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TELEVISION REVIEW

No honor for thieves in `Riches'

March 12, 2007|Robert Lloyd | Times Staff Writer

Eddie Izzard and Minnie Driver are the stars of "The Riches," FX's new black comedy -- that's what we would have called it in the '70s -- about a nuclear family of con artists and thieves trying their collective hand at a (relatively) normal life in an upscale community. The actors lend the project a certain indie cred: We trust them to make interesting choices and to follow where they lead. That is not always to a good place, but just to watch them work may be enough for some, and there is probably an argument to be made for taking "The Riches" that way, because it does not bear intense scrutiny.

Izzard and Driver play Wayne and Dahlia Malloy, American gypsy "Travellers" of Irish descent -- they do exist, in the thousands -- who through a series of events more convenient than sensible find themselves living in the house, and literally the shoes, of a dead couple they left in a swamp by the side of a Louisiana highway. (Their clothes fit them too -- lucky thing!)

Three children have they: Cael (Noel Fisher), who smokes cigarettes and scowls and knows a thing or 10 about computers; Dehliah (Shannon Woodward), sensitive, dissatisfied, ready for change; and Sam (Aidan Mitchell), who is artistic and brilliant and likes to wear his big sister's hand-me-downs.

It's a series whose television kin are as abundant as the Malloys' seem to be. It's "The Beverly Hillbillies," a show about people living above their station, but it's also "Green Acres," about a man trying to find meaning in a new way of life. It's "Big Love," the story of an American social underground and its discontents and of a family distancing itself from a larger, rather degenerate communal group. And it's "Weeds," juxtaposing a taste for breaking rules with the gin-and-Valium quiet desperation of the loveless suburban upper class. It's "The Sopranos" (criminals in a McMansion), and it's the short-lived "Runaway" (family on the lam living under an assumed name).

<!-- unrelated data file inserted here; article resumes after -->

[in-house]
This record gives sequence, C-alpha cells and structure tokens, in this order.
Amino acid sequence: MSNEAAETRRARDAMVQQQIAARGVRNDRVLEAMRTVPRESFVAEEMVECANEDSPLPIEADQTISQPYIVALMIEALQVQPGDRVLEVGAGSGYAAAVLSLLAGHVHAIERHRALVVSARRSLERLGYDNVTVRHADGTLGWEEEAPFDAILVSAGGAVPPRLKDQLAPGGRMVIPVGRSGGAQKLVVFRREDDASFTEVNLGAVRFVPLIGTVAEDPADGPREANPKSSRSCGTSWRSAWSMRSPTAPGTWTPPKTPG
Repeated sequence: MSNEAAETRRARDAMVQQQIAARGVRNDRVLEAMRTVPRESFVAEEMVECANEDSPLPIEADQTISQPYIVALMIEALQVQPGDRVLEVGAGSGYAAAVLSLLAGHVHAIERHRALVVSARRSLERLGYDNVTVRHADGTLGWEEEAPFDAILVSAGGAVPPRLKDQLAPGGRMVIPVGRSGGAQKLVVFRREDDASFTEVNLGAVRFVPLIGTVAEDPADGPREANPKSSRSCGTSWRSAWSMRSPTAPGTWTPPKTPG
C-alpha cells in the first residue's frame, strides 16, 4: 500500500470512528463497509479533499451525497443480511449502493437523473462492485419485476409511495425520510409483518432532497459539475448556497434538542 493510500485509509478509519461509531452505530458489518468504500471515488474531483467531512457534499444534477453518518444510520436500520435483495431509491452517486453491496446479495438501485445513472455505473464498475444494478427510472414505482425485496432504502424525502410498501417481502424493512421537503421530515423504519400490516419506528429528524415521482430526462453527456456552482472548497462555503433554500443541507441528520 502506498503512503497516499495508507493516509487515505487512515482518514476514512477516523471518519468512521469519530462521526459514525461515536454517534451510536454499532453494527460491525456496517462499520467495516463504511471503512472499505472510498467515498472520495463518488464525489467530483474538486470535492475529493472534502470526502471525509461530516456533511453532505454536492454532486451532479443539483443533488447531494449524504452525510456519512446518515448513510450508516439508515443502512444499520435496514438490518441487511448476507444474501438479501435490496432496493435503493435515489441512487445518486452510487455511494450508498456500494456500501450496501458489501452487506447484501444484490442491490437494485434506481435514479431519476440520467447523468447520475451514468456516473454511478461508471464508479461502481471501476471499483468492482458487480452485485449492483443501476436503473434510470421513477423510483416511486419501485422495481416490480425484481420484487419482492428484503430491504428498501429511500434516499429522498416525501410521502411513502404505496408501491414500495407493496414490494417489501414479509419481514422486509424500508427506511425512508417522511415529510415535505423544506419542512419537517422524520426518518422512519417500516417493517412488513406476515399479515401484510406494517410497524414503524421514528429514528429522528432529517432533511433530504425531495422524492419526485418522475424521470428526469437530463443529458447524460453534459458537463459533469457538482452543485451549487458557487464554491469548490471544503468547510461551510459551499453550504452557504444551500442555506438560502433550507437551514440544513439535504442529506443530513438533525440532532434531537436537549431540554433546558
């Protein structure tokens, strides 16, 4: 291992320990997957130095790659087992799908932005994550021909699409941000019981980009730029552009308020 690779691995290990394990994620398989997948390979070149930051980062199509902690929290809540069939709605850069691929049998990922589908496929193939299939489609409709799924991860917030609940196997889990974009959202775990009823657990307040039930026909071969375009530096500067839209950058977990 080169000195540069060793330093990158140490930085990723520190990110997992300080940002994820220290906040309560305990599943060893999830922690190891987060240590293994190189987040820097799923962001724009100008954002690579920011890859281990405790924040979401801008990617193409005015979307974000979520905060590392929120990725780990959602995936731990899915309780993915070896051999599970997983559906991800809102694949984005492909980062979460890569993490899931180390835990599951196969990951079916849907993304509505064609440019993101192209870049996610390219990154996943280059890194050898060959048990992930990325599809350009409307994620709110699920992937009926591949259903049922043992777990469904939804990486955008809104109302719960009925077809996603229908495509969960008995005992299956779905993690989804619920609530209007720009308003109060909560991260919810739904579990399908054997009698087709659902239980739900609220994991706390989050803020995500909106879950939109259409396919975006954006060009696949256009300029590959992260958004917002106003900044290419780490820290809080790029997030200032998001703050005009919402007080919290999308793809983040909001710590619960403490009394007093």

There are more than a few problems here -- some are just the usual not-thinking-this-bit-through-really bloopers of most TV shows. But from the standpoint of creating any real drama or meaning, the worst is that the Malloys have been made better people than everyone around them to keep them likable as they rip off not only the squares -- the "buffers" in Traveller talk -- but their own kind. They are surrounded by grotesques, hypocrites, villains and sad cases.

There is the crooked cop who steals from them their stolen stuff; the snobby headmistress of a private school who refuses the kids admission; the prissy miss next door who has their RV towed (and wears a prosthetic arm); the real estate tycoon who lives in a house modeled on "Hermann Goering's summer place"; the smarmy lawyer whose job Wayne takes. Even the dead man whose name Wayne adopts is seen to be prickly in his final moments. (Later we learn that he might have been cheating on his wife and that he was not liked at his former place of employment.) And their fellow Travellers are portrayed -- such of them as we see close up -- as grasping, dumb or both, while Wayne quotes Socrates ("an unreflected life is not worth living") and William Stafford ("They miss the whisper that runs / any day in your mind / 'Who are you really, wanderer?' ") and reads Sartre.

The show is not without flashes of something substantial. Not surprisingly these moments occur when the family acts as a family, in scenes that they play only with one another, and not in their faintly improbable "Mission: Impossible" tactical mobilizations. It doesn't hurt that the actors playing the kids are all very good -- better, in fact, than the stars at embodying the mix of languor and suspicion that their situation (cultural, regional) suggests.

In these minutes, as when Dahlia talks to Sam about the practical necessity to choose whether to present himself consistently as a girl or a boy, or when the kids fill the empty pool at their new house, or when the family sits down to a real meal at their new dining-room table and baptize it with a grace, we get a real taste of the sweetness we are meant to perceive at their core.

The premise has potential, self-invention being the essence of the national character. But nothing in the three episodes available for review engages this in any substantial way. The show has nothing particularly new, or persuasive, to say about the perils of suburbia, or -- more to the point -- its attractions, the healthy upside of normalcy. (Creator Dmitry Lipkin grew up in Louisiana, where his family moved from Russia when he was 10, so presumably he knows something about being a stranger in a strange land.)

Because the American dream the Malloys set out to "steal" is conceived here in the narrow terms of stuff and money, they only seem to be trading down and their project makes no sense. For now, they're just another wacky TV family in improbable circumstances getting by on their charm.

robert.lloyd@latimes.com

*

`The Riches'

Where: FX

When: 10 to 11 tonight

Rating: TV-MA (may be unsuitable for children under the age of 17)

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